Here you can see we've got a different set of results, and they have some different icons with them. Again, I see this course icon, and I could choose to select one of these three courses that have to do with editing video. However, directly below that, I have this play button icon. Now, next to the play button icon is a lock pad. This lock pad is here because I'm not signed into lynda.com. If you are signed into lynda.com, you'll see just the play button. This play button is indicating a video or part of a course that's dealing with my particular search term. Now, one thing to keep in mind is even though I'm only getting six to seven results when I search for a particular term, these are just representing the top most commonly needed six or seven results from someone looking for, let's say, video editing.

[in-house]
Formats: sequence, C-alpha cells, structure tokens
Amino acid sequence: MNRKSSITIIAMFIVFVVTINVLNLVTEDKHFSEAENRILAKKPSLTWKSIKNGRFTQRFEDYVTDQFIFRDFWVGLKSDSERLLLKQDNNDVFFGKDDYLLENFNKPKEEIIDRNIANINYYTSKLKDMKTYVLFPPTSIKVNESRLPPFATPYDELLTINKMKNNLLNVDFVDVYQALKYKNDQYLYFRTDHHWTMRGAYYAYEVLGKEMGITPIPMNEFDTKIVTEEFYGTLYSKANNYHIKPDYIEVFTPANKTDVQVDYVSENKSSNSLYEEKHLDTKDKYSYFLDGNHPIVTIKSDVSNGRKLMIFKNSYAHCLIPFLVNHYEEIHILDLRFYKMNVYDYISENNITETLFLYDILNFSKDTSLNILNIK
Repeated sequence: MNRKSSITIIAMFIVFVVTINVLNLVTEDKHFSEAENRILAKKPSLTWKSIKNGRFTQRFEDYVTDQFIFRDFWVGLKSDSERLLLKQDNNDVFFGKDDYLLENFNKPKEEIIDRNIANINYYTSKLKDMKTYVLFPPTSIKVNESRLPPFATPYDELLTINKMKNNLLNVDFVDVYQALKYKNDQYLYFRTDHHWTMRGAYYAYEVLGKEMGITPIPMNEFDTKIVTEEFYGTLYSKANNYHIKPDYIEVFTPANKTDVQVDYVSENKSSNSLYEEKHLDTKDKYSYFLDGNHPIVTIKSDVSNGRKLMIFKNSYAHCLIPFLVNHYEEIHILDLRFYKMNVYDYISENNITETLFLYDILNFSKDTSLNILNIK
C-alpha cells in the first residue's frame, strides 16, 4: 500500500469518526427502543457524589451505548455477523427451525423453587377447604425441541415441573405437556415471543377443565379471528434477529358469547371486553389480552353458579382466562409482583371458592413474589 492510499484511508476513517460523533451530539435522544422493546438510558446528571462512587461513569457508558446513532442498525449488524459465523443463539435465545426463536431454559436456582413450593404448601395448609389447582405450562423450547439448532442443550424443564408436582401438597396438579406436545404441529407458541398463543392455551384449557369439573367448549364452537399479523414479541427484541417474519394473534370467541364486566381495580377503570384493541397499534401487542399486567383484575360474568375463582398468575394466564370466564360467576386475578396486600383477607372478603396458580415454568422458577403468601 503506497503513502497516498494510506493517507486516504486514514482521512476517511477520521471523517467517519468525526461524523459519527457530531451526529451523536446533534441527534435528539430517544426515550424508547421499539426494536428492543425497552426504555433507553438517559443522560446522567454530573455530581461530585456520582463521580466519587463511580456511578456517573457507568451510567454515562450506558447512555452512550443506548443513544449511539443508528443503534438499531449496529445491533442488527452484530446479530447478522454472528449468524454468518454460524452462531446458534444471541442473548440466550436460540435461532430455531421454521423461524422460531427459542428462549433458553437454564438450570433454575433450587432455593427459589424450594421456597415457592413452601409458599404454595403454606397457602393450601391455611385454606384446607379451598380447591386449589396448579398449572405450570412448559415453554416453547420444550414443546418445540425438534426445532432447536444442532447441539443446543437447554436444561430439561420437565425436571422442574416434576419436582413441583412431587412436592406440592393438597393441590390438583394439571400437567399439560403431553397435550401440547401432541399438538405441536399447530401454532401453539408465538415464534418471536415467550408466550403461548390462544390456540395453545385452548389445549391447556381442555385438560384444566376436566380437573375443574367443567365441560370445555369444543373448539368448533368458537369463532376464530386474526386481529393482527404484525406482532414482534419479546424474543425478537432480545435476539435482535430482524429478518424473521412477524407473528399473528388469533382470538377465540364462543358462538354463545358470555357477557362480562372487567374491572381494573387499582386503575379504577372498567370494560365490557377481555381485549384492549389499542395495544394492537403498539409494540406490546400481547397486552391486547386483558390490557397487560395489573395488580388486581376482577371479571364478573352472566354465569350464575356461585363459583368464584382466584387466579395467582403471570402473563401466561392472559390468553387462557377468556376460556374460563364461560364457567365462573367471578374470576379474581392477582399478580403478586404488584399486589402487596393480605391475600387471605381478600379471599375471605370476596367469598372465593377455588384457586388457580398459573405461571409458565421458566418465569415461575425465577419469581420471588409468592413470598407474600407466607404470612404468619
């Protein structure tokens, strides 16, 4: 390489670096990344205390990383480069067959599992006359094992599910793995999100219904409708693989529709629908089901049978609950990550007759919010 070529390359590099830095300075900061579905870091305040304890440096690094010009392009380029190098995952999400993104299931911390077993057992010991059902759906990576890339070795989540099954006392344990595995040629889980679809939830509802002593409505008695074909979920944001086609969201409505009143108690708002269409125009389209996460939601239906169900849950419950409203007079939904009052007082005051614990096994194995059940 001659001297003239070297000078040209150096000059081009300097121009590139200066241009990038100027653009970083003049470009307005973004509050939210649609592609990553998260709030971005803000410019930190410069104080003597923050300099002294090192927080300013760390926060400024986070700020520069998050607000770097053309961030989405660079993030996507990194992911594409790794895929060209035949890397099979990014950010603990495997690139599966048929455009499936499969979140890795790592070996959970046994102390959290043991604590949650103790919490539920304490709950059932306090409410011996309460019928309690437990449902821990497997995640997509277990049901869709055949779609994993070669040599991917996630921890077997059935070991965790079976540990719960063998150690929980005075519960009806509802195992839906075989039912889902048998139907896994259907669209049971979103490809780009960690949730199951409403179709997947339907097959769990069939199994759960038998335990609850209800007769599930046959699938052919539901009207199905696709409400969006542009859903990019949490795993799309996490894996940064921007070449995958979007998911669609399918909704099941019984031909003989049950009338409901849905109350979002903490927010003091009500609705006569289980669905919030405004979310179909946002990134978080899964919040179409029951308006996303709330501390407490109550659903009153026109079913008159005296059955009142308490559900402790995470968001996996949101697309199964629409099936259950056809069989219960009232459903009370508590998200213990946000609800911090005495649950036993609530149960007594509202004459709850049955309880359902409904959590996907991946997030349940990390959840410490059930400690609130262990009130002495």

This is far from holistic set. If I type my word in the top search bar and I hit the enter key, here I can pull up the entire result of everything that lynda.com offers about editing video, and, as you can see, that's over 15,000 results. Again, I can use the icons to quickly identify whether I'm looking at a video or a part of a course or an entire course itself. From the search landing page, I also have the ability to filter this content. On the left-hand side, I can choose to filter these results by either playlists, courses, videos, articles, and even site pages.
For example, if I wanted to get into video editing as a career, I may want to start with a playlist, a more comprehensive set of instructions, which is a collection of courses that will guide me to understanding what it is to edit video. If I click on Playlist as a filter, I can see that there's four options, or four lynda.com curated playlists that will help me become a video editor. I'm going to go ahead and click back on the All section so we can take a look at the few of the other filters. If you're brand new to video editing or whatever skill you're searching for, it's a good idea to sometimes filter by beginning level courses.